Efforts to promote global trade, in contrast, received some of the Report Card’s poorest marks, as major mega-regional trade agreements failed, and the Council of Councils ranked trade as a low priority, in part because it did not see any hope for progress this year. In an environment of continued anti-trade rhetoric, the most that may be expected is that the world can avoid worst outcomes – a China-U.S. trade war, the collapse of NAFTA, orderly Brexit negotiations – but this is a low bar indeed.

To learn more about how events over the last year have shaped expectations for international cooperation in 2017, visit the Report Card on International Cooperation.

Elites claim we’ve persuaded them to fight inequality, but it’s only activism that can make them do it

The words we never thought they’d say have recently turned from a trickle into a mighty river. The very building block of any decent society, commitment to reduce inequality, which governments had rejected for decades, has now become the cornerstone of official policy. We in civil society pinched ourselves when the IMF started saying it. This week even the G7 – yes, them – have joined them. Has our dream come true?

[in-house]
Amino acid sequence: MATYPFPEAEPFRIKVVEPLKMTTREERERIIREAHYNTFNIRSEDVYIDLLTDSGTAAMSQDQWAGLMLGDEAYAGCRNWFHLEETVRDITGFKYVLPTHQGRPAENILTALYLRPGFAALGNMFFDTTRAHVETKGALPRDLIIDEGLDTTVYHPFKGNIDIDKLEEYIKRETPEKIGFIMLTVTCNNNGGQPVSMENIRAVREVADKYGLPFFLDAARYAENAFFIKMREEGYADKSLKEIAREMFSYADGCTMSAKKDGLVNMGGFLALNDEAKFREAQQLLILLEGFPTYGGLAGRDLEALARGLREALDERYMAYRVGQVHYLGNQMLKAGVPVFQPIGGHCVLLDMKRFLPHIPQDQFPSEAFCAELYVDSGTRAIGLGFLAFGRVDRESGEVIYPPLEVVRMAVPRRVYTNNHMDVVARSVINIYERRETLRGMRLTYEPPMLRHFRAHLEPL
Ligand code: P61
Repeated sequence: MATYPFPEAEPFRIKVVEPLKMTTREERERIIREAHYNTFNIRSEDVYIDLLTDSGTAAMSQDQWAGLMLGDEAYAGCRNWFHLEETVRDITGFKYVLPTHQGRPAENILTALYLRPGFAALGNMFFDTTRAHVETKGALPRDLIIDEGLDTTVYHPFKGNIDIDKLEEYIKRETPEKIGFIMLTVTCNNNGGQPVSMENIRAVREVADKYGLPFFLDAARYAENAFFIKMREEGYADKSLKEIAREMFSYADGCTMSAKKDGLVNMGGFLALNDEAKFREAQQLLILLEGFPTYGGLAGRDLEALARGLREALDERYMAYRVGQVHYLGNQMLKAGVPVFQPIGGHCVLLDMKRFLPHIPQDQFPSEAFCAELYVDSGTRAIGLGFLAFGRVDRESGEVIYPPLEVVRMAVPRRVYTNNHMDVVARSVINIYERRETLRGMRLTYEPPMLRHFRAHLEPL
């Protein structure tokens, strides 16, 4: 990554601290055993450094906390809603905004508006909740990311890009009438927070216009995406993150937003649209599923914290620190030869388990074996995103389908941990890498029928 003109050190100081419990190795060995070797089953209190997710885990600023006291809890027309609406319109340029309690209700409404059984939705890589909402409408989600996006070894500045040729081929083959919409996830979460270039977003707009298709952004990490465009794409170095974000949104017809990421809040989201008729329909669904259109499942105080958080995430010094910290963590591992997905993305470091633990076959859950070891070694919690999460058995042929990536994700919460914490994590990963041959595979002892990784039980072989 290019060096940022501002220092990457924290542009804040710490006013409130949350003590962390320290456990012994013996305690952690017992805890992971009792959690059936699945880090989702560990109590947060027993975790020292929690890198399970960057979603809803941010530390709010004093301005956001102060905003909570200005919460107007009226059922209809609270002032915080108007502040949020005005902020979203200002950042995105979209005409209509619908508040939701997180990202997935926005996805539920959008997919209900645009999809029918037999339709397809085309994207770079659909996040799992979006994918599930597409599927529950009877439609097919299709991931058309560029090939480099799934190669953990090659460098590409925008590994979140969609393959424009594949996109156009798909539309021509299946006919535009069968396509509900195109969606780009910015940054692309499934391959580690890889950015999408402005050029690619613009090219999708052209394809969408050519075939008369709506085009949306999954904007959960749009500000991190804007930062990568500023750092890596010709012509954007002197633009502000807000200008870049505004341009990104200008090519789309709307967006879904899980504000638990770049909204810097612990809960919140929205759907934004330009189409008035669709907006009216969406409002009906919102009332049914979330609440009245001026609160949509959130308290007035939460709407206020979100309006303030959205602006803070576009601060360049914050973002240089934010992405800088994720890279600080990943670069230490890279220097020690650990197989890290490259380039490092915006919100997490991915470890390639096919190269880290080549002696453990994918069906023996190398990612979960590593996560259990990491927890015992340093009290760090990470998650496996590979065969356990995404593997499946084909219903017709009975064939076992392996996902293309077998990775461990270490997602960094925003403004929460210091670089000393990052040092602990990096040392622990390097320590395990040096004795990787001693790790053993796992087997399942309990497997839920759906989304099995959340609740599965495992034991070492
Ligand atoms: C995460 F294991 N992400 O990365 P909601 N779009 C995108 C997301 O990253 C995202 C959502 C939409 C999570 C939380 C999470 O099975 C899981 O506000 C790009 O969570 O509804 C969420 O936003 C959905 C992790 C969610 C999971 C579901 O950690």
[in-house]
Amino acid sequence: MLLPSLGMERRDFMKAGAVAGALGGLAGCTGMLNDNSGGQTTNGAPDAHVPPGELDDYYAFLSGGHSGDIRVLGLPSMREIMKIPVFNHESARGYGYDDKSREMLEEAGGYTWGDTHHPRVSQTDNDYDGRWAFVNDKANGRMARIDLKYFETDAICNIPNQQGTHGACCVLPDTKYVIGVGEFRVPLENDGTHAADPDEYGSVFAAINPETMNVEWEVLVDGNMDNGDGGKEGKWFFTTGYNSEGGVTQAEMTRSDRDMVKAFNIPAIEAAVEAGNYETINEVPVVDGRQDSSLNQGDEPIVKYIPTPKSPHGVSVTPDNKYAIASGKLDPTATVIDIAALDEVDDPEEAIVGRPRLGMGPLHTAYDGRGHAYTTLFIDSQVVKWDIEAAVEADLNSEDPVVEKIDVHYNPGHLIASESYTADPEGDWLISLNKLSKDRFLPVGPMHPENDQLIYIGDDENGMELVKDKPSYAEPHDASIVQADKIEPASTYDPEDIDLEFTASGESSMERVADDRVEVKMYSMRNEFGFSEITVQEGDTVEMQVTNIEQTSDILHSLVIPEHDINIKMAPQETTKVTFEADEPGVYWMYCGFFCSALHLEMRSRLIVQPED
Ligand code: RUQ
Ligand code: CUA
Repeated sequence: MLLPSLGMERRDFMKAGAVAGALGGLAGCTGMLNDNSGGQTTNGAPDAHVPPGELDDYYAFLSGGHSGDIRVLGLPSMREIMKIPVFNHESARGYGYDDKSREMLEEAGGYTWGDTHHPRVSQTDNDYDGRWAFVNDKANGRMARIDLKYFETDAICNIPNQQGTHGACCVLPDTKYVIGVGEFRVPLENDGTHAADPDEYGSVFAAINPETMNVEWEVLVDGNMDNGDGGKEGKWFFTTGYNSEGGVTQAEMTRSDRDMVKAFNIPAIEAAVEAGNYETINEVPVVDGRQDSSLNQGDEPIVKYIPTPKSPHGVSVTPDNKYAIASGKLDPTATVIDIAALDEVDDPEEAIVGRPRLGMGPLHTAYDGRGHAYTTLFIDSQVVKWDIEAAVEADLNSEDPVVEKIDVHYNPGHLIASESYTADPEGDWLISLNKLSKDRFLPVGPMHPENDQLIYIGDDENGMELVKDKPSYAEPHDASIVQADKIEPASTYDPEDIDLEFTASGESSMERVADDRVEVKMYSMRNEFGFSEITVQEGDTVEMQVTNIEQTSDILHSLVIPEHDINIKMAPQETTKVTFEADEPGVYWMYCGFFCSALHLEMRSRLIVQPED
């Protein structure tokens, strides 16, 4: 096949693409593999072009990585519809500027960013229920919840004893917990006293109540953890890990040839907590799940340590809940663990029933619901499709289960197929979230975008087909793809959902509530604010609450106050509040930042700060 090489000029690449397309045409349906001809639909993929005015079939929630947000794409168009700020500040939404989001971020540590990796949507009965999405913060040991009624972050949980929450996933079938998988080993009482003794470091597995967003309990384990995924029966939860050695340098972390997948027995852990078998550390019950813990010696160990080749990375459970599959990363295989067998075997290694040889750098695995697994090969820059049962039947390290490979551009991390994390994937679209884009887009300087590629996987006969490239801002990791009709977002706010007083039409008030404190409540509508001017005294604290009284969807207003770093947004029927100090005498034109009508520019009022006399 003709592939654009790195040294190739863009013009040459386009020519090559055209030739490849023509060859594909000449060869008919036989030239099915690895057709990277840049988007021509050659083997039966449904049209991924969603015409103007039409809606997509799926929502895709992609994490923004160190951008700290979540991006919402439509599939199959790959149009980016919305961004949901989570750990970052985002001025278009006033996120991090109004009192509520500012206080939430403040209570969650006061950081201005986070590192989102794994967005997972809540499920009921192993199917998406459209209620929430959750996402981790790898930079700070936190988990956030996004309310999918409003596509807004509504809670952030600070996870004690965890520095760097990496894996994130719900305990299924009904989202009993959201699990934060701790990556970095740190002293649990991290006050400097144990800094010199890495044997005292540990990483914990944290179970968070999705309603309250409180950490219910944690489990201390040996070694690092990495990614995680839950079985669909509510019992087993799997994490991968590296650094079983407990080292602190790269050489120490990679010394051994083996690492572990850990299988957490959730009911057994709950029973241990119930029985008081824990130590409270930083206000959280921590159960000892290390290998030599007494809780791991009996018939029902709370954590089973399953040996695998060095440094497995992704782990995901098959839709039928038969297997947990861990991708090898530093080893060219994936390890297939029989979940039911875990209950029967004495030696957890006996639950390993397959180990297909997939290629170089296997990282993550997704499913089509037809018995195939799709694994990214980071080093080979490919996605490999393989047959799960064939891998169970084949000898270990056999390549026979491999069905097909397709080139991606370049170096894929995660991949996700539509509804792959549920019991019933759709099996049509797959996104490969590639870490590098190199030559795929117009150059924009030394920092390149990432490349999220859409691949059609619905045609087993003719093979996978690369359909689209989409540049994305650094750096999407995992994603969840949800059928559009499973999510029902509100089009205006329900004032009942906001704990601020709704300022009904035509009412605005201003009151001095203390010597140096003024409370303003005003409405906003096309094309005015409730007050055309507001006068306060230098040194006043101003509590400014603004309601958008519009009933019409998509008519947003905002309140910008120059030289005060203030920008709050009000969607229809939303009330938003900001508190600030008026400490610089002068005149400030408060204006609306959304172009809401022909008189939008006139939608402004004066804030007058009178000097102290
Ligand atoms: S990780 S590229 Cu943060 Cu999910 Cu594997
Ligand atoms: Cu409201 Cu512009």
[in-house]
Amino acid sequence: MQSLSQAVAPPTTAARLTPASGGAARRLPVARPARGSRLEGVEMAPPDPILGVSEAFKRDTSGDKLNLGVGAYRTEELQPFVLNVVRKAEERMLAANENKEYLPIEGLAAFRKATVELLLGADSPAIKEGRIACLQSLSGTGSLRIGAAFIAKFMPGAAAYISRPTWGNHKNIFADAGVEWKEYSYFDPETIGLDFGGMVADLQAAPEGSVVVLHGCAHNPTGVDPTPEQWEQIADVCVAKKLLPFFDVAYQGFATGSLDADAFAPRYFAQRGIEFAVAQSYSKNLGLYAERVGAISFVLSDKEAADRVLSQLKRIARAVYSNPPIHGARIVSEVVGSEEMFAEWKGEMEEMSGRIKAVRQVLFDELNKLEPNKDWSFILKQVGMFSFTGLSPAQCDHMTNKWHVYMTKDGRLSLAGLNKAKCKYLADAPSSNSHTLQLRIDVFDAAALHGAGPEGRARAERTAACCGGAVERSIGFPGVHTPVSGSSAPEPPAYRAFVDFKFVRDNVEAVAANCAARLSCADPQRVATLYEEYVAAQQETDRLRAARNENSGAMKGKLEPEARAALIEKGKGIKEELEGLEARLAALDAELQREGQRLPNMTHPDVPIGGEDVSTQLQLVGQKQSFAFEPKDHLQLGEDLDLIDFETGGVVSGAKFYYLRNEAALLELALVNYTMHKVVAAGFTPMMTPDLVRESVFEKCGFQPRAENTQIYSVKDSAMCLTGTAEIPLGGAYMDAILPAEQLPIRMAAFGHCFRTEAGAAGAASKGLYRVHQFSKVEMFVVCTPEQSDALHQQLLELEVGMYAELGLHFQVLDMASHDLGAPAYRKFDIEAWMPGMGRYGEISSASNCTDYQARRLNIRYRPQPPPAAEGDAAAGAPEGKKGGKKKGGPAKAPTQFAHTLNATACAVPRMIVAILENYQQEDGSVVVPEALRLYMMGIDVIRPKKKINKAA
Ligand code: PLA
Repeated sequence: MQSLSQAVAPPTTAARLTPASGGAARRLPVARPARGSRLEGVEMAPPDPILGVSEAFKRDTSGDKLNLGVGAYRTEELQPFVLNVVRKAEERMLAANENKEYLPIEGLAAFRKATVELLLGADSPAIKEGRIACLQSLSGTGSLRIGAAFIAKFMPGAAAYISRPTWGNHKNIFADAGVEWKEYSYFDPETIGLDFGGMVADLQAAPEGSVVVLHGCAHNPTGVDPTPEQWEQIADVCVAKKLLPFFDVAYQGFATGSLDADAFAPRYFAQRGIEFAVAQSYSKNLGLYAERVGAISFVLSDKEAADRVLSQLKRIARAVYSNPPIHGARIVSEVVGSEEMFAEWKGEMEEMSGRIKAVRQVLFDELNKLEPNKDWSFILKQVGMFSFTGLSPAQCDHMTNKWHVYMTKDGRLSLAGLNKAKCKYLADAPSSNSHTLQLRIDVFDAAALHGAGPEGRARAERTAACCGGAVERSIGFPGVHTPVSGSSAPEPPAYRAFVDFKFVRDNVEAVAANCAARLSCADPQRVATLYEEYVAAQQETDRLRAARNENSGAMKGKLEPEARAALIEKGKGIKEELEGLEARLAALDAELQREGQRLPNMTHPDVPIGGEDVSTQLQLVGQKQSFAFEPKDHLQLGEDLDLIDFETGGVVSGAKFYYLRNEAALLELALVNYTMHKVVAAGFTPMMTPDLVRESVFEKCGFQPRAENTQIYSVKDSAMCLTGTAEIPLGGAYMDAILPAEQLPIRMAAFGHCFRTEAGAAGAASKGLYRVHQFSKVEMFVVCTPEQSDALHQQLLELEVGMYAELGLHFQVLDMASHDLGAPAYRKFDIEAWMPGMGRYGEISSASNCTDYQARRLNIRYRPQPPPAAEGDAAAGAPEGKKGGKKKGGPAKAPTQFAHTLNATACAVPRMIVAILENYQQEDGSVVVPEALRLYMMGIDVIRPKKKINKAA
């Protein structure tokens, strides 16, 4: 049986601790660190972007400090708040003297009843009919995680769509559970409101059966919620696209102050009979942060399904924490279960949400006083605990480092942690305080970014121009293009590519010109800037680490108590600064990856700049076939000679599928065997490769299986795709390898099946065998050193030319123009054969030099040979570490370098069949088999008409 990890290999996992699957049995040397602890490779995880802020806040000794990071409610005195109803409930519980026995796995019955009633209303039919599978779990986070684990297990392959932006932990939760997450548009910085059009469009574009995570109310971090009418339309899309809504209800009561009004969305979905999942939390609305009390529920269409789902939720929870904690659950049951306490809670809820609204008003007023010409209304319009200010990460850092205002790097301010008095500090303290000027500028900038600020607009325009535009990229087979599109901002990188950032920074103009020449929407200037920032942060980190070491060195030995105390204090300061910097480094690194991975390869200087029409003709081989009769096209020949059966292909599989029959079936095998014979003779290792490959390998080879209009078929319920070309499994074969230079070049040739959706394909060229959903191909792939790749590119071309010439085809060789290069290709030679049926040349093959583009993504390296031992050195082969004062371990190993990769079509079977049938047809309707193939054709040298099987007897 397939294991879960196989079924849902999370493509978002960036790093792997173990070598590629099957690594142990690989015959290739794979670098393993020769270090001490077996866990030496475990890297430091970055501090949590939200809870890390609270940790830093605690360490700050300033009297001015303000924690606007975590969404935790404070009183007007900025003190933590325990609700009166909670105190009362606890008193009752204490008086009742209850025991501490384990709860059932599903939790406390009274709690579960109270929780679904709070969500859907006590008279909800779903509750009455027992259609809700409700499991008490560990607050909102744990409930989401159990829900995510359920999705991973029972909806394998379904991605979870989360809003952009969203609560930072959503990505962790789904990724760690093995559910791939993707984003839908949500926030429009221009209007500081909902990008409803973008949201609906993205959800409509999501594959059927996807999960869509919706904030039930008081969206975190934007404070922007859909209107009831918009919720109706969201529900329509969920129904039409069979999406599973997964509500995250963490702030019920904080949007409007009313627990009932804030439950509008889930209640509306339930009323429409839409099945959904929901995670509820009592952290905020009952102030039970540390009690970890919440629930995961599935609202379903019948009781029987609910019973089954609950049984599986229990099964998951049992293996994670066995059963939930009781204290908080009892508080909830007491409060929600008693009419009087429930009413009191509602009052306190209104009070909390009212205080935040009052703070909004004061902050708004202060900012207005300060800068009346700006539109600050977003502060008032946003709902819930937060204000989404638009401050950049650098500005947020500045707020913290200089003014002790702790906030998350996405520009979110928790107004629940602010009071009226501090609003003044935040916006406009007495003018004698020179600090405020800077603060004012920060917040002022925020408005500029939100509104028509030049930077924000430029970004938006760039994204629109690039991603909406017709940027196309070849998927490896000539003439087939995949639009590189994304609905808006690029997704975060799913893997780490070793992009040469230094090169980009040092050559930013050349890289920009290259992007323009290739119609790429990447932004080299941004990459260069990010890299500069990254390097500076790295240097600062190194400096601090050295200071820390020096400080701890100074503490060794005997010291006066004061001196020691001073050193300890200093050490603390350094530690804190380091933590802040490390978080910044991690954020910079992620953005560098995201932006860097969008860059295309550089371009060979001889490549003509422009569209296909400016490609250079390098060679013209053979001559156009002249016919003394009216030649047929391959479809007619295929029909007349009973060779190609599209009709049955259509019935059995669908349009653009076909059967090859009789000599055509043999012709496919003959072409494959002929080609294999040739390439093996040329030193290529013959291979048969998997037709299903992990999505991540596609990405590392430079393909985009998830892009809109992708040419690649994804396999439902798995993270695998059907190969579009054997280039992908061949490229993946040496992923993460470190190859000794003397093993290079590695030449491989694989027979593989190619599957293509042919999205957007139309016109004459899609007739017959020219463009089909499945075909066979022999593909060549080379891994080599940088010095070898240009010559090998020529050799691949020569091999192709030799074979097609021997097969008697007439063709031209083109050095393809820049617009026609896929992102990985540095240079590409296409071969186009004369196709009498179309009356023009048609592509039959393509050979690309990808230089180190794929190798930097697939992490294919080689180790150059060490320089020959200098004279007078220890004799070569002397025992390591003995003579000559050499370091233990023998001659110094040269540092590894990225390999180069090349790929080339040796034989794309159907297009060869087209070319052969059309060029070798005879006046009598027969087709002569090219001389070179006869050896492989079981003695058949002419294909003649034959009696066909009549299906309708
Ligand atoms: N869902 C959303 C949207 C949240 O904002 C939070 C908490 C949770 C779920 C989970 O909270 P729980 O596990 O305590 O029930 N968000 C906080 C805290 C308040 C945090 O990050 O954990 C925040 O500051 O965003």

Both wings of the rivalrous South African government now say that they are focused on tackling inequality; elite opinion-leaders from the FT to Davos regularly beat the anti-inequality drum; the European Union says reducing inequality is key to its own and global harmony; Indonesia’s President says it’s his top priority; even the world’s richest men highlight rising inequality as a threat to stability and progress. New French President Macron declared at his inauguration that social division has driven extremism, and that to heal the divisions the government must fight inequality.